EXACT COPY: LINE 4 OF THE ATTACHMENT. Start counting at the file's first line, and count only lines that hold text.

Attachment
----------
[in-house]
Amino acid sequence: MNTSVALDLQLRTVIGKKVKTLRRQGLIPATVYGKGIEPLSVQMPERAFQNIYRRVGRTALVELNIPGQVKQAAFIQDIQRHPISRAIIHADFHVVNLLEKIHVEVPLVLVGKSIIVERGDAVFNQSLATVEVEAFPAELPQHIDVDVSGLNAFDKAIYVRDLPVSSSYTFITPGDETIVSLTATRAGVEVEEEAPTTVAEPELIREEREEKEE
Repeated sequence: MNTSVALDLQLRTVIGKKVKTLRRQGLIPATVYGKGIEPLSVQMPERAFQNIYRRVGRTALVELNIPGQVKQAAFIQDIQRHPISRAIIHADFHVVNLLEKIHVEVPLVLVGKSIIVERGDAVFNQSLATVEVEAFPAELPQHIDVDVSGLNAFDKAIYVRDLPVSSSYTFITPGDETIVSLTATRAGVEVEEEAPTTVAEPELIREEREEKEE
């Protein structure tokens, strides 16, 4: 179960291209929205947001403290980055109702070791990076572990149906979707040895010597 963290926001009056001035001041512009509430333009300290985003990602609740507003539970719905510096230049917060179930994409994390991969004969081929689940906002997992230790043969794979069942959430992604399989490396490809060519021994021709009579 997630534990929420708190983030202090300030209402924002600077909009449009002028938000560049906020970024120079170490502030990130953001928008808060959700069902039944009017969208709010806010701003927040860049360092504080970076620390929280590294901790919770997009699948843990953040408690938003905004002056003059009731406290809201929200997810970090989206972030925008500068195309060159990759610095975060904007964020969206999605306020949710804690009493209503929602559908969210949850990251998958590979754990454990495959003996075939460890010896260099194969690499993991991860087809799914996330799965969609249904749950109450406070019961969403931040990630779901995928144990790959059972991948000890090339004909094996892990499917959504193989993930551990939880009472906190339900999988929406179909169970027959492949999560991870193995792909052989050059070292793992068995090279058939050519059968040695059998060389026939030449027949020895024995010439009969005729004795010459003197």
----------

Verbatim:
């Protein structure tokens, strides 16, 4: 179960291209929205947001403290980055109702070791990076572990149906979707040895010597 963290926001009056001035001041512009509430333009300290985003990602609740507003539970719905510096230049917060179930994409994390991969004969081929689940906002997992230790043969794979069942959430992604399989490396490809060519021994021709009579 997630534990929420708190983030202090300030209402924002600077909009449009002028938000560049906020970024120079170490502030990130953001928008808060959700069902039944009017969208709010806010701003927040860049360092504080970076620390929280590294901790919770997009699948843990953040408690938003905004002056003059009731406290809201929200997810970090989206972030925008500068195309060159990759610095975060904007964020969206999605306020949710804690009493209503929602559908969210949850990251998958590979754990454990495959003996075939460890010896260099194969690499993991991860087809799914996330799965969609249904749950109450406070019961969403931040990630779901995928144990790959059972991948000890090339004909094996892990499917959504193989993930551990939880009472906190339900999988929406179909169970027959492949999560991870193995792909052989050059070292793992068995090279058939050519059968040695059998060389026939030449027949020895024995010439009969005729004795010459003197």